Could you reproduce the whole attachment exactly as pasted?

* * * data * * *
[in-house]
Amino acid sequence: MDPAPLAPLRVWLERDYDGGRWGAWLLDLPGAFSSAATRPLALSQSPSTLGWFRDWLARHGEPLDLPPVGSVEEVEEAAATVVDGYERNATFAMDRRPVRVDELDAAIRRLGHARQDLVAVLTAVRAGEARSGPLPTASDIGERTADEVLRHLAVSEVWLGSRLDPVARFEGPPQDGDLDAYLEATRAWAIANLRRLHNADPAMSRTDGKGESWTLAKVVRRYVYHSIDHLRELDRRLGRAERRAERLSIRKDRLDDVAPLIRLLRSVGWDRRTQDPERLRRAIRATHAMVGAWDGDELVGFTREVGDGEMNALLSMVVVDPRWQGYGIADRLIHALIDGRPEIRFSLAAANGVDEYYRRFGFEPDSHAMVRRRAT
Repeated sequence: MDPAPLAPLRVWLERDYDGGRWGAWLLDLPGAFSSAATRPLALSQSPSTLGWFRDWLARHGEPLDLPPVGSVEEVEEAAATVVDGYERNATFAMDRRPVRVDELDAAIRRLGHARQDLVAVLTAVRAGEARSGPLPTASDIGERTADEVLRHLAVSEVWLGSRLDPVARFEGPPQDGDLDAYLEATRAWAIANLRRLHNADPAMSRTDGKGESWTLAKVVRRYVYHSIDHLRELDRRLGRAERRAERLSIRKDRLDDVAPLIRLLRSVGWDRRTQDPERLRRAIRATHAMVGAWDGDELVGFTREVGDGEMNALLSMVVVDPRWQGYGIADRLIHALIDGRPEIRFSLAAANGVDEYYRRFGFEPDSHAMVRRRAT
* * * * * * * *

[in-house]
Amino acid sequence: MDPAPLAPLRVWLERDYDGGRWGAWLLDLPGAFSSAATRPLALSQSPSTLGWFRDWLARHGEPLDLPPVGSVEEVEEAAATVVDGYERNATFAMDRRPVRVDELDAAIRRLGHARQDLVAVLTAVRAGEARSGPLPTASDIGERTADEVLRHLAVSEVWLGSRLDPVARFEGPPQDGDLDAYLEATRAWAIANLRRLHNADPAMSRTDGKGESWTLAKVVRRYVYHSIDHLRELDRRLGRAERRAERLSIRKDRLDDVAPLIRLLRSVGWDRRTQDPERLRRAIRATHAMVGAWDGDELVGFTREVGDGEMNALLSMVVVDPRWQGYGIADRLIHALIDGRPEIRFSLAAANGVDEYYRRFGFEPDSHAMVRRRAT
Repeated sequence: MDPAPLAPLRVWLERDYDGGRWGAWLLDLPGAFSSAATRPLALSQSPSTLGWFRDWLARHGEPLDLPPVGSVEEVEEAAATVVDGYERNATFAMDRRPVRVDELDAAIRRLGHARQDLVAVLTAVRAGEARSGPLPTASDIGERTADEVLRHLAVSEVWLGSRLDPVARFEGPPQDGDLDAYLEATRAWAIANLRRLHNADPAMSRTDGKGESWTLAKVVRRYVYHSIDHLRELDRRLGRAERRAERLSIRKDRLDDVAPLIRLLRSVGWDRRTQDPERLRRAIRATHAMVGAWDGDELVGFTREVGDGEMNALLSMVVVDPRWQGYGIADRLIHALIDGRPEIRFSLAAANGVDEYYRRFGFEPDSHAMVRRRAT